It is Obama, not Romney, who dislikes America
posted at 10:47 am on September 20, 2012 by Howard Portnoy
In the opening of a column in Thursday’s Washington Post, liberal commentator E. J. Dionne shares an anecdote. “The most incisive reaction to Mitt Romney’s disparaging comments about 47 percent of us,” he writes, “came from a conservative friend who emailed: ‘If I were you, I’d wonder why Romney hates America so much.’”
As debating strategies go, this tactic is pretty weak. Dionne is citing as support for his argument one anonymous voice out of a vast chorus of opponents that he claims agrees with him.
Actually, Dionne doesn’t fully agree with his source. He goes on to suggest that the comment is “a bit strong,” which makes you wonder why he mentioned it in the first place.
Nevertheless, Dionne’s key argument, which is encapsulated in the article’s title—“Does Romney Dislike America?”—is never borne out. He draws on innuendo (Romney “speaks as if hardworking parents who seek government help to provide health care for their kids are irresponsible”), non sequiturs (“if President Obama wanted a ‘government-centered nation,’ the stock market wouldn’t have doubled”), and straw men (“Romney said not a word about all the redistribution upward in a tax code that favors investment over labor income”). But ultimately, the house of cards Dionne builds collapses of its own weight.
Interestingly, he never takes Romney to task for promising to “fundamentally transform the United States of America.” That would be because Romney never identified that as his overarching intention if elected. The candidate who did say it in 2008 went on to become president and has held that office for the past three-plus years.
A fundamental makeover of a nation is not the goal of a man devoted to his country and all that it stands for. But evidence that Barack Obama has never much liked America abounds. Would a man who loves his country have maintained a close twenty-year relationship with a black nationalist minister who delivered hate-filled anti-American screeds from his pulpit?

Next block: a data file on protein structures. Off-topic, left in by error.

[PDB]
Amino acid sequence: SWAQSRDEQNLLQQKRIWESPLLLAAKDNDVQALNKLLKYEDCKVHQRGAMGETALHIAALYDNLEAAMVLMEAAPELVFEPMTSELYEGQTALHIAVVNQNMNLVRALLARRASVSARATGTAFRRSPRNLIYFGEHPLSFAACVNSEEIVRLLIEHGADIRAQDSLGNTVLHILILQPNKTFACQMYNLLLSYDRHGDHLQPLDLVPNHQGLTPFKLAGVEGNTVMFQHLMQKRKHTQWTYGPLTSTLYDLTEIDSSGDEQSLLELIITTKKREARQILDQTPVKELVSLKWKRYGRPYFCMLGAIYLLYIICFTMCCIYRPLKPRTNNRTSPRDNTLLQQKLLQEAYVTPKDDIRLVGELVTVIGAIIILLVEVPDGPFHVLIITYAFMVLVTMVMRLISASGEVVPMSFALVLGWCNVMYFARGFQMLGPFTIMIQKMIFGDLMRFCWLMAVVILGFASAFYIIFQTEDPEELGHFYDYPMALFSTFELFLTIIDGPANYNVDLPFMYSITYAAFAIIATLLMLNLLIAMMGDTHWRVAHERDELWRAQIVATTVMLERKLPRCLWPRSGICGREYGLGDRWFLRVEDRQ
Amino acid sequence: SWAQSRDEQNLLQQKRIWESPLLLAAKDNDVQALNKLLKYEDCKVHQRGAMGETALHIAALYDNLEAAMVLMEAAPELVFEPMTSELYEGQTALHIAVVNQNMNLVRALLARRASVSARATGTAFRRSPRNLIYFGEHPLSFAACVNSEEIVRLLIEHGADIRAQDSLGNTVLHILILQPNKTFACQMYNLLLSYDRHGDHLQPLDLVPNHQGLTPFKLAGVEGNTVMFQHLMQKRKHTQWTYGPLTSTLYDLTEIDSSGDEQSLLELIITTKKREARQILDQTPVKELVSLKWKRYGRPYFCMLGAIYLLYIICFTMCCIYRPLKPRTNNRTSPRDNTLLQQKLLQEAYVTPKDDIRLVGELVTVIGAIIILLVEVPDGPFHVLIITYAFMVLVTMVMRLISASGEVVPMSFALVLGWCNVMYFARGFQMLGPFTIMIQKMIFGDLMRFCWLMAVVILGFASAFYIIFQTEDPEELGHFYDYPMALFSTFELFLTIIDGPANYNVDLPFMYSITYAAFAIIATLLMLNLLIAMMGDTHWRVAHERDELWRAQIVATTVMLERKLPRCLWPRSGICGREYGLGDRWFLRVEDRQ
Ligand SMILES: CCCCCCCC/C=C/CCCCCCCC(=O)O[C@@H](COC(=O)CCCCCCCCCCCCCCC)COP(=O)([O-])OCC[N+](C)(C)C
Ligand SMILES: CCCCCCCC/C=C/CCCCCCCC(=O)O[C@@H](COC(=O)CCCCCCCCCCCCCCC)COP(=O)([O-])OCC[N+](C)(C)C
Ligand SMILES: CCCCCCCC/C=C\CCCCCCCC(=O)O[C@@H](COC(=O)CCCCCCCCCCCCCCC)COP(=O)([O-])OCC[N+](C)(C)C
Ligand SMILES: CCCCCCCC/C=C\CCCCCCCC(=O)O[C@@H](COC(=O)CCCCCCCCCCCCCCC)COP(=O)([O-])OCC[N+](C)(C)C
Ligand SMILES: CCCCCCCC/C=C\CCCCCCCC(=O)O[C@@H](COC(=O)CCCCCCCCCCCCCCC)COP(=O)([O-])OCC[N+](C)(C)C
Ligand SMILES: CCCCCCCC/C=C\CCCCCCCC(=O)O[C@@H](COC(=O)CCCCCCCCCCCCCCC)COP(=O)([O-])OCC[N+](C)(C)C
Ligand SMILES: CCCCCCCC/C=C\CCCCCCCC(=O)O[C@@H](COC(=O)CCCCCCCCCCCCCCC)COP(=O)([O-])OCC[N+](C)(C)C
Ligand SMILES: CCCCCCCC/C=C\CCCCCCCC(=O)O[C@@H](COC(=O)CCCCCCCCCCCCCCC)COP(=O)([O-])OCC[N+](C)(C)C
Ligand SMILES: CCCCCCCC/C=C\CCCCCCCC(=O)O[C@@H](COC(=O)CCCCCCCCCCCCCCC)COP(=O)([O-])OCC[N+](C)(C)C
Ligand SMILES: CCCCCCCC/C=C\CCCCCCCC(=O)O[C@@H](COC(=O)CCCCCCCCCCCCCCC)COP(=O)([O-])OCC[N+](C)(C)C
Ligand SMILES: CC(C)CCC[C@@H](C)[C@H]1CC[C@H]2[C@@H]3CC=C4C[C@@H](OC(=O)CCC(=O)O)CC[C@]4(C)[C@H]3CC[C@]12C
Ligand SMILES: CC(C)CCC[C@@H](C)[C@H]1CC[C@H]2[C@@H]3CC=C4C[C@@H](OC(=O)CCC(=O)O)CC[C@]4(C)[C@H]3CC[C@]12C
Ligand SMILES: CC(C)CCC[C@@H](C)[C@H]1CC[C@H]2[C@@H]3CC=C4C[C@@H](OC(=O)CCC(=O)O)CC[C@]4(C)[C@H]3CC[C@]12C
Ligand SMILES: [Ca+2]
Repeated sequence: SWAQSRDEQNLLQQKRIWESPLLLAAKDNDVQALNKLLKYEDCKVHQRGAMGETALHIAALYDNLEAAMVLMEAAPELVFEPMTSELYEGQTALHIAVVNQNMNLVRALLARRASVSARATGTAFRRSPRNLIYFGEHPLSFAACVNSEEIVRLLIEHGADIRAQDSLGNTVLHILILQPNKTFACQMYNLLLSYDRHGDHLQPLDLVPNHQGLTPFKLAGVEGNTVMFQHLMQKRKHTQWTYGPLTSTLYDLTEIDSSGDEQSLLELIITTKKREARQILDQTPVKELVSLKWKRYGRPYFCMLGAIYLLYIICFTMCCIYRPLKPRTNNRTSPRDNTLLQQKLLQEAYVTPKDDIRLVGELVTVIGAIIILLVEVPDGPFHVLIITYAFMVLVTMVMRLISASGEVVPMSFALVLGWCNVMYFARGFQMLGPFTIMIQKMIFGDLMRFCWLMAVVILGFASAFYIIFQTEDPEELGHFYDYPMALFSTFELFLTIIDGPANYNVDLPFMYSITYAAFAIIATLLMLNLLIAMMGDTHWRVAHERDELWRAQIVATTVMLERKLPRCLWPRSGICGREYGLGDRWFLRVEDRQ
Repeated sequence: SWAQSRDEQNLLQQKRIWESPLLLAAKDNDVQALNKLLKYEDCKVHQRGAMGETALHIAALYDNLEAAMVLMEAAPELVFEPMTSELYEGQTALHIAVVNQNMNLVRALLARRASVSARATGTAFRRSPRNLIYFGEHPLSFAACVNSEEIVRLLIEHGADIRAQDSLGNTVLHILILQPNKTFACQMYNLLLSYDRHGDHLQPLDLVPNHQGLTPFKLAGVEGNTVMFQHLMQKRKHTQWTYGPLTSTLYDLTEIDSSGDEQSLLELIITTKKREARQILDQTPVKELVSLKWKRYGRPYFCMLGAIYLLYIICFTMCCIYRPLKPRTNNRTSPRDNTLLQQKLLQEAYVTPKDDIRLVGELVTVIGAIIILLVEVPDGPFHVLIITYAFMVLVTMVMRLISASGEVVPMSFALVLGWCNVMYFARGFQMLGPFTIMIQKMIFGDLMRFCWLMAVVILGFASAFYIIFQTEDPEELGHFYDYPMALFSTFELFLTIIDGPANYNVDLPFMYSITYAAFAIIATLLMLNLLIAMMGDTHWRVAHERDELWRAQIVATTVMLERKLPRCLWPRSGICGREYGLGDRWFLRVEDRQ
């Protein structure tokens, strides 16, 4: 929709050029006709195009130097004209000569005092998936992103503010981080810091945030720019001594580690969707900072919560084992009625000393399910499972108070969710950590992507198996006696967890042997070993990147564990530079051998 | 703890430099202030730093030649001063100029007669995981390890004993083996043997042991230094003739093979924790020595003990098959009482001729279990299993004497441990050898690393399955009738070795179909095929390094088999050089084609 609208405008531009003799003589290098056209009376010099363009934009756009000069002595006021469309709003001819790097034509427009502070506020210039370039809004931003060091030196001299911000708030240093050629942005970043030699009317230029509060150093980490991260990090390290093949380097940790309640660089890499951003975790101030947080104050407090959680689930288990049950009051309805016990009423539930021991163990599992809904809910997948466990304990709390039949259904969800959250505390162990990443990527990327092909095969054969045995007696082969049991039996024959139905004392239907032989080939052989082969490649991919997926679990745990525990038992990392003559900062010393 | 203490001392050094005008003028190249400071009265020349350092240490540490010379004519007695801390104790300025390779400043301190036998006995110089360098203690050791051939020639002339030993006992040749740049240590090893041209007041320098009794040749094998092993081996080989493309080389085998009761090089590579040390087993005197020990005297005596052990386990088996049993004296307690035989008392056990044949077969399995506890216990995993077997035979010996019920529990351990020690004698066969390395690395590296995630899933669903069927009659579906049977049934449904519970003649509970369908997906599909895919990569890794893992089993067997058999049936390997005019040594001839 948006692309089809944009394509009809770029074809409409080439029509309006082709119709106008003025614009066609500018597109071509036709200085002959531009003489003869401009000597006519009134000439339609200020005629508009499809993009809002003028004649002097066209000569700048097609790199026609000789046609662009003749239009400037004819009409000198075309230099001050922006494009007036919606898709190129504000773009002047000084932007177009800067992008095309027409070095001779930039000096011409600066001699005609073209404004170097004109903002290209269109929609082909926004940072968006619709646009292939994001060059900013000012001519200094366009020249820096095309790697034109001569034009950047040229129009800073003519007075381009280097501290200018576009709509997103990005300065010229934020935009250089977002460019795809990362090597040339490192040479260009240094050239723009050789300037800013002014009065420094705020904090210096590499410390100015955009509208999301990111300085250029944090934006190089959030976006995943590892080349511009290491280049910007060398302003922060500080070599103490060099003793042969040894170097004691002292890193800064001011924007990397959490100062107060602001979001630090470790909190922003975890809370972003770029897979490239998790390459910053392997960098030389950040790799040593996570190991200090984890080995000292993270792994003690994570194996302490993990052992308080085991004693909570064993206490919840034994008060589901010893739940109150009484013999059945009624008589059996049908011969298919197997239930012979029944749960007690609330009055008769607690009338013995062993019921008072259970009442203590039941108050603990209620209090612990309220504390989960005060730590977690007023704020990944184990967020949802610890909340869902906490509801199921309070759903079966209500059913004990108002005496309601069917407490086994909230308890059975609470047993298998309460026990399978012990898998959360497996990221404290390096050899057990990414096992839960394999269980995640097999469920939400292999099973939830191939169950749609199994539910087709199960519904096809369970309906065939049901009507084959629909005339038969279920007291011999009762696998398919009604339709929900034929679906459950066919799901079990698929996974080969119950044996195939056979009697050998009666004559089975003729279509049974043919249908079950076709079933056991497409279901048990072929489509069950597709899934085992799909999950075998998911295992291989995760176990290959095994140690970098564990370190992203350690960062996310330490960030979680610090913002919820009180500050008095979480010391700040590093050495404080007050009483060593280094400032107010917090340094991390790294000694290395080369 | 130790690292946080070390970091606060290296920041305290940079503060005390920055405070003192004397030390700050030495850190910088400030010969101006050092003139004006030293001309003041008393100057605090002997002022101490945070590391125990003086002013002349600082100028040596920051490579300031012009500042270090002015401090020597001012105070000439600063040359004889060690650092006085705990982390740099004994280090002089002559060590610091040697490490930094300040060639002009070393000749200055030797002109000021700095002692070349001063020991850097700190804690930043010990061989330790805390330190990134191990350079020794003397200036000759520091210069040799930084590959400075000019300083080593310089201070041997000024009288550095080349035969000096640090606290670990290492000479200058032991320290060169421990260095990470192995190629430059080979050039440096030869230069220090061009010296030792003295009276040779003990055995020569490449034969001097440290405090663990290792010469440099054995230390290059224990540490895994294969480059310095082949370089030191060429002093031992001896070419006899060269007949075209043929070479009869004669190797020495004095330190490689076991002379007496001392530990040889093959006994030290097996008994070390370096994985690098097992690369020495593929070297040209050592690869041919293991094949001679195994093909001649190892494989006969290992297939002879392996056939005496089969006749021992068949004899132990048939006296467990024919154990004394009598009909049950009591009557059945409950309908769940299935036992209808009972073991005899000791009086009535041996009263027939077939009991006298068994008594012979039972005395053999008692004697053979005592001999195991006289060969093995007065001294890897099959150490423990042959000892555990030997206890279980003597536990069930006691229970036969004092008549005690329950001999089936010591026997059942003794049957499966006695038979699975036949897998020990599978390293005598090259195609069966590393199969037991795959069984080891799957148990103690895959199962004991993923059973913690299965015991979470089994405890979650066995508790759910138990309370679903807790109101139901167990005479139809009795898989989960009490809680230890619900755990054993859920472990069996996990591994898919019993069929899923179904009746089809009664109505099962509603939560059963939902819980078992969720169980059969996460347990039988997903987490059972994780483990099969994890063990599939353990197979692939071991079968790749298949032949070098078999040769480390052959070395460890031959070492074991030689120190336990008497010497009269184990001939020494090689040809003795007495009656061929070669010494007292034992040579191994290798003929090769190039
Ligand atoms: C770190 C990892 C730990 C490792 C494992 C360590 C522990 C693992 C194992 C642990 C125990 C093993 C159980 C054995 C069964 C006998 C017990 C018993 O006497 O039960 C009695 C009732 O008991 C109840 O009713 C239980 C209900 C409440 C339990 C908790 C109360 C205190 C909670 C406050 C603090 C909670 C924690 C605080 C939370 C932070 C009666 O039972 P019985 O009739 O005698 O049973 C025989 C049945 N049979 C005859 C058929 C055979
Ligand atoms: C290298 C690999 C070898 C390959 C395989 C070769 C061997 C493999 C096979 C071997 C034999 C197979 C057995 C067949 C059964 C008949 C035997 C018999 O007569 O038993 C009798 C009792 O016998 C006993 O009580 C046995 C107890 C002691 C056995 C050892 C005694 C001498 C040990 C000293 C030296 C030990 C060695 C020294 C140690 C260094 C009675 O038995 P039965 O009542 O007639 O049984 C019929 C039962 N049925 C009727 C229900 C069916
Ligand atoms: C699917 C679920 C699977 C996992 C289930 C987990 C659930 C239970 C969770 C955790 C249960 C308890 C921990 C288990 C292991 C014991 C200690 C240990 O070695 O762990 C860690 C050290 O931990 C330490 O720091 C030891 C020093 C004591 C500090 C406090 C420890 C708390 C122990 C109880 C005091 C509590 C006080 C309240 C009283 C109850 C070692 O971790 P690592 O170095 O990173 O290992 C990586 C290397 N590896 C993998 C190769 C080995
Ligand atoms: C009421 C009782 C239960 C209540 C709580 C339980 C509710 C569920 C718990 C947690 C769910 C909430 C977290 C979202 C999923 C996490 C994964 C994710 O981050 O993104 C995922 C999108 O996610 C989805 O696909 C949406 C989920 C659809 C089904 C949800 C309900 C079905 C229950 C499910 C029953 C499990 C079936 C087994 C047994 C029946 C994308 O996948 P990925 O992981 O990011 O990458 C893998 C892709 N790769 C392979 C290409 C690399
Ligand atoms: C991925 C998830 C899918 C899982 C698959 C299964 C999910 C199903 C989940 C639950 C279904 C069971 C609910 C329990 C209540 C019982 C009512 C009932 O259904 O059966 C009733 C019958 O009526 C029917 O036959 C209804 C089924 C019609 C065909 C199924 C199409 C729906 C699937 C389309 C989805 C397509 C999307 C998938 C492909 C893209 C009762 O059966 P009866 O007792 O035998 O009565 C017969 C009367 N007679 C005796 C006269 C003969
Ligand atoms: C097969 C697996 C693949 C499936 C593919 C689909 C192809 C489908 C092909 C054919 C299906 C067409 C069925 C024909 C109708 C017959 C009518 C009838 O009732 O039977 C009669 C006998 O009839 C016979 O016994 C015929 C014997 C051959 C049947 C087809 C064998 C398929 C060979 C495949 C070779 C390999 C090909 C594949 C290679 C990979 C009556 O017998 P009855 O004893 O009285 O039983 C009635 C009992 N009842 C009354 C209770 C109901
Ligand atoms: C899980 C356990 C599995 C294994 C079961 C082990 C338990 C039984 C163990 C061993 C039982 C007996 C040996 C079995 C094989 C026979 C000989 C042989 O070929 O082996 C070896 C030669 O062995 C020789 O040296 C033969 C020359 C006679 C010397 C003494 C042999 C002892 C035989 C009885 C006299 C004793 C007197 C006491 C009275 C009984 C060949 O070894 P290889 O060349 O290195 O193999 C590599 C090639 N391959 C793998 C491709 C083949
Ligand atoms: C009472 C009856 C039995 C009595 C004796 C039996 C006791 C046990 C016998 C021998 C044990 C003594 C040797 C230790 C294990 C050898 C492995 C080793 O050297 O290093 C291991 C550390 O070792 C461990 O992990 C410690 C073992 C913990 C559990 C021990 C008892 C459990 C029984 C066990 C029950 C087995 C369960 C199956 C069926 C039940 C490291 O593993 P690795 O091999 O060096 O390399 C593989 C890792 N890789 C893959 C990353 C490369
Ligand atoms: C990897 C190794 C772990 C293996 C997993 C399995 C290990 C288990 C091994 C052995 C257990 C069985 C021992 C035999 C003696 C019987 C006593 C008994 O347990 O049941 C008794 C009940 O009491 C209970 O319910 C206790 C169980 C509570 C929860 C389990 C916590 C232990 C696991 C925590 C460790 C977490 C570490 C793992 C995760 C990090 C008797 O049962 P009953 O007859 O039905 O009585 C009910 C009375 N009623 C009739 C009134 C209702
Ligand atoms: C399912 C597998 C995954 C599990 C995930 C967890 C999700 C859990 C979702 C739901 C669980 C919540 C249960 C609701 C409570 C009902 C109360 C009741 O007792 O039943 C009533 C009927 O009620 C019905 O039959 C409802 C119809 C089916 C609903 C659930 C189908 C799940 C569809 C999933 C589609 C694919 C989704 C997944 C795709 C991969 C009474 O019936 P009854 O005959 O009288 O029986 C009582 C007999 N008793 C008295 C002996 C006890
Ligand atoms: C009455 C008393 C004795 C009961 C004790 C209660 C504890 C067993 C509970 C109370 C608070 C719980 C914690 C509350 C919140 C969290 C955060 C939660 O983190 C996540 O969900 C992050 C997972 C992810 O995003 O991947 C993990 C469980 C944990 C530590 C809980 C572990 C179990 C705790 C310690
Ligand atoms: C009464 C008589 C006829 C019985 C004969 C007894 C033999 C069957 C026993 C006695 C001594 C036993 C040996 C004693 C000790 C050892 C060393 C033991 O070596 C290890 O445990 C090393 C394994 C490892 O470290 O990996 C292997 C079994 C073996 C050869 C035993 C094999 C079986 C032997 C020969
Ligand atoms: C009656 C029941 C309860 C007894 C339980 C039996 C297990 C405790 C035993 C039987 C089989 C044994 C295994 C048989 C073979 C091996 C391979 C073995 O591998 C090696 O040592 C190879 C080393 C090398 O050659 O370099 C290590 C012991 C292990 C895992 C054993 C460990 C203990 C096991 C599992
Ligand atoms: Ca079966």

Since being elected in 2008, Obama has made his dislike of the nation repeatedly. In 2009, his first year in office, he broke with a tradition honored among all 43 of his predecessors and verbally assaulting his own country on foreign soil. In Paris, he prostrated himself and the nation, telling a French president hostile to American interests that America “has shown arrogance and been dismissive, even derisive” toward Europe. When asked by a British reporter that same year whether he thought the United States was uniquely qualified to lead the world, Obama replied, “I believe in American exceptionalism, just as I suspect that the Brits believe in British exceptionalism and the Greeks believe in Greek exceptionalism.” Short answer: no.
On CBS’s The Late Show with David Letterman two nights ago, Obama said, “One thing I’ve learned as president is that you represent the entire country.” (He’s learned that only since becoming president?) But his scornful open-mic comment in 2008 about people in “small towns in Pennsylvania” who “get bitter” and “cling to guns or religion or antipathy to people who aren’t like them” suggests he represents some Americans more than others. He has been equally critical of the wealthy (whose interests he also represents as president), calling them selfish and greedy and demanding that they “do their fair share” by “paying a little more” when they are already carrying the vast majority of America’s tax burden.
Finally, would a man who loves his country fly in the face of its system of checks and balances as often as has Obama, who has passed a record number of executive orders? Would a man who represents all Americans have been party to the passage of a game-changing health care law that was forged by one party only and behind closed doors? Should he cling to the law desperately when a majority of Americans want to see it repealed and the law’s own chief architect insists the law will raise, not reduce, health insurance premiums.
These are not the actions or thoughts of a man who loves his country. They are, however, the thoughts and actions of a man who loves himself.
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